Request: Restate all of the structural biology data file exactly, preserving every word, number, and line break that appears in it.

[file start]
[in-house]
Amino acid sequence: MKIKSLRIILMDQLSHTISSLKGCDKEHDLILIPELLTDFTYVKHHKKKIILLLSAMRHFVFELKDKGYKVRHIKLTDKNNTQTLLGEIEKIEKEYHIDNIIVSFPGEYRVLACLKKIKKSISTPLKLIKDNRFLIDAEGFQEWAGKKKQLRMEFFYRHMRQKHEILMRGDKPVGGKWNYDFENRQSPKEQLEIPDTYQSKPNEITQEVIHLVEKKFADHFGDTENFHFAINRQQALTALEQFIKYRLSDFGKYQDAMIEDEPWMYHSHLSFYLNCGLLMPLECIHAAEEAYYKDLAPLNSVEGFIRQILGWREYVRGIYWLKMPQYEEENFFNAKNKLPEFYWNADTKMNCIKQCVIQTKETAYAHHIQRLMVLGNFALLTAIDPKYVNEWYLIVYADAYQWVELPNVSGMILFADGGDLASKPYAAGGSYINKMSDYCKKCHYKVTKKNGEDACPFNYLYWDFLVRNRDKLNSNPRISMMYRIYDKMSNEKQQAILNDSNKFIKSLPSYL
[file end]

[in-house]
Amino acid sequence: MKIKSLRIILMDQLSHTISSLKGCDKEHDLILIPELLTDFTYVKHHKKKIILLLSAMRHFVFELKDKGYKVRHIKLTDKNNTQTLLGEIEKIEKEYHIDNIIVSFPGEYRVLACLKKIKKSISTPLKLIKDNRFLIDAEGFQEWAGKKKQLRMEFFYRHMRQKHEILMRGDKPVGGKWNYDFENRQSPKEQLEIPDTYQSKPNEITQEVIHLVEKKFADHFGDTENFHFAINRQQALTALEQFIKYRLSDFGKYQDAMIEDEPWMYHSHLSFYLNCGLLMPLECIHAAEEAYYKDLAPLNSVEGFIRQILGWREYVRGIYWLKMPQYEEENFFNAKNKLPEFYWNADTKMNCIKQCVIQTKETAYAHHIQRLMVLGNFALLTAIDPKYVNEWYLIVYADAYQWVELPNVSGMILFADGGDLASKPYAAGGSYINKMSDYCKKCHYKVTKKNGEDACPFNYLYWDFLVRNRDKLNSNPRISMMYRIYDKMSNEKQQAILNDSNKFIKSLPSYL